8. tj

    Thanks ocoibion. I actually searched the paper for the word “expansionary” and the root “sym” but found no reference to the symmetry between expansionary and contractionary shocks. Interesting results, nonetheless.

  9. B Turnbull

    Is inflation the same as monetary policy shocks? Simply because they both are by-products of monetary policy actions does not make them the same.

    Quick look at historical inflation rates shows that since 1980, annual inflation rate (CPI-U) is positive 29 out of 30 times. However, looking at the graph of monetary policy shocks variable (FIGURE 2 of the paper: MONETARY POLICY SHOCKS) since 1980 the shock variable changes in very different manner.

    The paper seems to be set to discredit “that the Fed has played a key role in driving up the relative income shares
    of the rich through expansionary monetary policies.” The quoted statement clearly refers to expansionary monetary policy, implying inflation resulting from it; however, then the paper analyzes monetary policy shocks, another effect of monetary policy.

    In its conclusion the article again appears to draw implicit equivalence between these two different effects by folding them into the rubric of “monetary policy actions”. How can you disprove one effect of monetary policy by analyzing another one?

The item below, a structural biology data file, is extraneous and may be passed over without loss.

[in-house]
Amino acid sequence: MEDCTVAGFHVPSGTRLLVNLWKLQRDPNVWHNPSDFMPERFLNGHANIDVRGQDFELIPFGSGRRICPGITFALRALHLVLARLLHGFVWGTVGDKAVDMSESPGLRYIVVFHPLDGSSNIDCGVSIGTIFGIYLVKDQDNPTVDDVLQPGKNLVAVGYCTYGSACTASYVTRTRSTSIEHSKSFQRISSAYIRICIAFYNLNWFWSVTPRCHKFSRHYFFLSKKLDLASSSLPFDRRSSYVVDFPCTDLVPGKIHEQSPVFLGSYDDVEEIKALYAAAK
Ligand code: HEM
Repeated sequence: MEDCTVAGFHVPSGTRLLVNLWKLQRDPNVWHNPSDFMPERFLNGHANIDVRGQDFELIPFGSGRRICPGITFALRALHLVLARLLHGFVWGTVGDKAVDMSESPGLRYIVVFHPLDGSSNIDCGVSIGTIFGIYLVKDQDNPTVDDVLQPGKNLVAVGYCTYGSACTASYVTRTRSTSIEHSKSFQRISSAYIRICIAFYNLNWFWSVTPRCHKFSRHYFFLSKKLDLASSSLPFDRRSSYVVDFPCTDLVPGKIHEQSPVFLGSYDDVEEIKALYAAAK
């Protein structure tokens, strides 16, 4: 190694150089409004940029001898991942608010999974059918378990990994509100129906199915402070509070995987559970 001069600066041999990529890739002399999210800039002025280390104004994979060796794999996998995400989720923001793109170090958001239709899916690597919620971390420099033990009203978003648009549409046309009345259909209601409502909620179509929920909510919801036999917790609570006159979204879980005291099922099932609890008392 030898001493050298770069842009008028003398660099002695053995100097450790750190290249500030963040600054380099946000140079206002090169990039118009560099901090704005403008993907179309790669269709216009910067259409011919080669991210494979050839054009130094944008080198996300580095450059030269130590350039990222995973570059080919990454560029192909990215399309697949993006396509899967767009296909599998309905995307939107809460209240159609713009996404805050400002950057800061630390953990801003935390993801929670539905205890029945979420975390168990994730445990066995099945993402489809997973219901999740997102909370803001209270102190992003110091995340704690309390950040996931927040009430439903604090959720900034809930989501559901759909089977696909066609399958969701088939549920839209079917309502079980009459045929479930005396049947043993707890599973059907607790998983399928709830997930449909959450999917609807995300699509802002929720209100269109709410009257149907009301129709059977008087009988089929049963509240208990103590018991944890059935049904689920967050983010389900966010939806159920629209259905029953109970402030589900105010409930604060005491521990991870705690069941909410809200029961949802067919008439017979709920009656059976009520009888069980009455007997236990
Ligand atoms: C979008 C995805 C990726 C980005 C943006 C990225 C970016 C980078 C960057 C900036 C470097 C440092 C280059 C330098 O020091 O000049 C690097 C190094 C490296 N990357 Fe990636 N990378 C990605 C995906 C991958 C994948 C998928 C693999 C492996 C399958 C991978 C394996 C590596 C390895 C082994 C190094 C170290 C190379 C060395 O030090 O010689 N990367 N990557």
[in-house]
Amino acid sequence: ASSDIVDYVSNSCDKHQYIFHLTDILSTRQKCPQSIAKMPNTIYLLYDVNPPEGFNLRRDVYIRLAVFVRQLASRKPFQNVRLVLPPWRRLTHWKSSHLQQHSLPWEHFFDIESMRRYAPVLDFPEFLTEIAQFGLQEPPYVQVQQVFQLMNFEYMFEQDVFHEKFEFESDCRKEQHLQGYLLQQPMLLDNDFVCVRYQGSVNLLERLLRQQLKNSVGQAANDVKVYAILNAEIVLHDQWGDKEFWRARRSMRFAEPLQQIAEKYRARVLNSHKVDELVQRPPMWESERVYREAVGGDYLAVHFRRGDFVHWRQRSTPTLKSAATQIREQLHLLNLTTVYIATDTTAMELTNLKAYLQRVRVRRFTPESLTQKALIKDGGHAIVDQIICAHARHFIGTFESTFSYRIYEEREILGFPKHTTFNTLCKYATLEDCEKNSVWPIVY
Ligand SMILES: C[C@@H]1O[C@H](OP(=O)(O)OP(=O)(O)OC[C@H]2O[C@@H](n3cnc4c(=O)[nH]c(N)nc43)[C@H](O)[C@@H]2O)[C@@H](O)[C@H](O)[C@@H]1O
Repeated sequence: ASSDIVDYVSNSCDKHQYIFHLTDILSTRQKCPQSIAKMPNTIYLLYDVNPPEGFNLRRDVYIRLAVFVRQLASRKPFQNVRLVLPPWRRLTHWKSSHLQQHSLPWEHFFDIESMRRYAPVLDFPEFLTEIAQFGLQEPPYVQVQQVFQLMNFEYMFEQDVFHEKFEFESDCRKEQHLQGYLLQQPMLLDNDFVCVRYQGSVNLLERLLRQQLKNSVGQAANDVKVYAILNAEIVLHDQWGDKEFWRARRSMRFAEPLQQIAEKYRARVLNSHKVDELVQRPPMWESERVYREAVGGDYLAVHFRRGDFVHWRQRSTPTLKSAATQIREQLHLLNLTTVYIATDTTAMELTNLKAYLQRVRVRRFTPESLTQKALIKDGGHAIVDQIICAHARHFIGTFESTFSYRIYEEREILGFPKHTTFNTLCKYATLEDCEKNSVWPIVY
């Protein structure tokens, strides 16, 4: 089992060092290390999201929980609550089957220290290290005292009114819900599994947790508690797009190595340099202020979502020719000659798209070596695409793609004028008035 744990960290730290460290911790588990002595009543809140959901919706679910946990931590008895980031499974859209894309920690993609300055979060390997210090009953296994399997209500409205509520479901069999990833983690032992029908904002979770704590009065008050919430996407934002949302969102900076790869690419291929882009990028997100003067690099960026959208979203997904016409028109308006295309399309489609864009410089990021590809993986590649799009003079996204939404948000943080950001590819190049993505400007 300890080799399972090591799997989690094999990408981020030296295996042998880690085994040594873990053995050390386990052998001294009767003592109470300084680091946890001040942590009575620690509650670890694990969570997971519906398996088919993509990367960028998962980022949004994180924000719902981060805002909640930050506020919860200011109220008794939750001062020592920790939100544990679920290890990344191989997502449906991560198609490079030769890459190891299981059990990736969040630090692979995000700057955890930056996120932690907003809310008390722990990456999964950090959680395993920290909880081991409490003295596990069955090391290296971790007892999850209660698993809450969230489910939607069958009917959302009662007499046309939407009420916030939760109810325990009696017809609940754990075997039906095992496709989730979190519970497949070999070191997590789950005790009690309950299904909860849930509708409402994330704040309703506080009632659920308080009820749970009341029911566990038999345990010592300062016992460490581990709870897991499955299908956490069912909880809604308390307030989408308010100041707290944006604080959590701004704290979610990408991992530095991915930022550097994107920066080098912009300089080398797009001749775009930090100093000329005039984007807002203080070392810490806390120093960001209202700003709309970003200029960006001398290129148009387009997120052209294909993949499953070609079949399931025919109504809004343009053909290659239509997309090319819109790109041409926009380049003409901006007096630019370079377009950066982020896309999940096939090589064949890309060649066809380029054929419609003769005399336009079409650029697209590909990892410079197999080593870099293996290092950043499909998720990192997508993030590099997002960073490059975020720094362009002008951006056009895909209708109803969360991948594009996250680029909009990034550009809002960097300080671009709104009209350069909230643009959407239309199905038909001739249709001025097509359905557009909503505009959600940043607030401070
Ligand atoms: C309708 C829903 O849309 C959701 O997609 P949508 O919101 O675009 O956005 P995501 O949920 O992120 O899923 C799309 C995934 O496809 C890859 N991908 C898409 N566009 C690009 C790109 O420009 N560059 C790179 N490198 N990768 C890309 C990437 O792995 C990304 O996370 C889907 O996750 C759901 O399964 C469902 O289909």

10. Ikuyasu

    But you know, even when M1/M2 are increasing, if money is stack at the vault of the federal researve, then money in the real economy is NOT increasing. Money is increased only when the commercial banks make creidts or the federal government trade bonds for the federal researve notes newly printed, and then the government use it to pay for the workers or hand out to the public. This sort of idea should be in the model to address what Austrian economics and Ron Paul say about the monetary policy.

  11. Ricardo

    As I stated Schumpeter held that inequality was one of the most important elements in economic growth. Though there might be inequality between quintiles within the same economy economic growth brings all economic quintiles to a more prosperous level. The US is a great case on point. While there might be greater differences between quintiles in the US compared to the rest of the world the lowest quintile in the US is greater than the upper quintiles in other countries.